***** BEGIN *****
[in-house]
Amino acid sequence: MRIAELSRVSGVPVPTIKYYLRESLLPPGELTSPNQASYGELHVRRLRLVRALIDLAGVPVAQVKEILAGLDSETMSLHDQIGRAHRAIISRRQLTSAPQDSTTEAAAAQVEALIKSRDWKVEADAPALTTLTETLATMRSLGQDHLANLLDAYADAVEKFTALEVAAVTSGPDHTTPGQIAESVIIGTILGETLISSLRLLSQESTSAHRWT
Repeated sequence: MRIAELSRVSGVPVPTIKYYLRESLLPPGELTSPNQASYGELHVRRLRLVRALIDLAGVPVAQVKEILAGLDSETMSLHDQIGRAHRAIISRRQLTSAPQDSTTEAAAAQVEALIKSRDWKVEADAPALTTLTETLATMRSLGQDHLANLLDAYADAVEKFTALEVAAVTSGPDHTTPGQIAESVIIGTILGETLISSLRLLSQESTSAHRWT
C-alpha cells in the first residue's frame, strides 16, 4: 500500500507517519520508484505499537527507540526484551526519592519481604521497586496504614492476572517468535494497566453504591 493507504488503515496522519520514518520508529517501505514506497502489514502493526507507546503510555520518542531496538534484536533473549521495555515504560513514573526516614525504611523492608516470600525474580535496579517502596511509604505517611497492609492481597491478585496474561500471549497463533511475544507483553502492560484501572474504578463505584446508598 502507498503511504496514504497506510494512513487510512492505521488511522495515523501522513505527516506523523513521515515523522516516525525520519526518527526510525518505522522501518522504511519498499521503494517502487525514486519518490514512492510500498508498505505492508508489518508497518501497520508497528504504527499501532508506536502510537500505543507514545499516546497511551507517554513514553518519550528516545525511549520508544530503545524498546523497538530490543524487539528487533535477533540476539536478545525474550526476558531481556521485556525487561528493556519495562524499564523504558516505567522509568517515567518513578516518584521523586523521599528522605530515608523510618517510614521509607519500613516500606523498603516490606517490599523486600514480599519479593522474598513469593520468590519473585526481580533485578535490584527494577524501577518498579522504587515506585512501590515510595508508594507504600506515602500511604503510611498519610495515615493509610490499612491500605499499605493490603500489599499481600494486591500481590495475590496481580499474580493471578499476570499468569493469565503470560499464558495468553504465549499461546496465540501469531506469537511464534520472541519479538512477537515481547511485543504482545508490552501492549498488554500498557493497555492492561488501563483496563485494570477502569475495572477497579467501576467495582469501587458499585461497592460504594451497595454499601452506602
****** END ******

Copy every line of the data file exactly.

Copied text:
[in-house]
Amino acid sequence: MRIAELSRVSGVPVPTIKYYLRESLLPPGELTSPNQASYGELHVRRLRLVRALIDLAGVPVAQVKEILAGLDSETMSLHDQIGRAHRAIISRRQLTSAPQDSTTEAAAAQVEALIKSRDWKVEADAPALTTLTETLATMRSLGQDHLANLLDAYADAVEKFTALEVAAVTSGPDHTTPGQIAESVIIGTILGETLISSLRLLSQESTSAHRWT
Repeated sequence: MRIAELSRVSGVPVPTIKYYLRESLLPPGELTSPNQASYGELHVRRLRLVRALIDLAGVPVAQVKEILAGLDSETMSLHDQIGRAHRAIISRRQLTSAPQDSTTEAAAAQVEALIKSRDWKVEADAPALTTLTETLATMRSLGQDHLANLLDAYADAVEKFTALEVAAVTSGPDHTTPGQIAESVIIGTILGETLISSLRLLSQESTSAHRWT
C-alpha cells in the first residue's frame, strides 16, 4: 500500500507517519520508484505499537527507540526484551526519592519481604521497586496504614492476572517468535494497566453504591 493507504488503515496522519520514518520508529517501505514506497502489514502493526507507546503510555520518542531496538534484536533473549521495555515504560513514573526516614525504611523492608516470600525474580535496579517502596511509604505517611497492609492481597491478585496474561500471549497463533511475544507483553502492560484501572474504578463505584446508598 502507498503511504496514504497506510494512513487510512492505521488511522495515523501522513505527516506523523513521515515523522516516525525520519526518527526510525518505522522501518522504511519498499521503494517502487525514486519518490514512492510500498508498505505492508508489518508497518501497520508497528504504527499501532508506536502510537500505543507514545499516546497511551507517554513514553518519550528516545525511549520508544530503545524498546523497538530490543524487539528487533535477533540476539536478545525474550526476558531481556521485556525487561528493556519495562524499564523504558516505567522509568517515567518513578516518584521523586523521599528522605530515608523510618517510614521509607519500613516500606523498603516490606517490599523486600514480599519479593522474598513469593520468590519473585526481580533485578535490584527494577524501577518498579522504587515506585512501590515510595508508594507504600506515602500511604503510611498519610495515615493509610490499612491500605499499605493490603500489599499481600494486591500481590495475590496481580499474580493471578499476570499468569493469565503470560499464558495468553504465549499461546496465540501469531506469537511464534520472541519479538512477537515481547511485543504482545508490552501492549498488554500498557493497555492492561488501563483496563485494570477502569475495572477497579467501576467495582469501587458499585461497592460504594451497595454499601452506602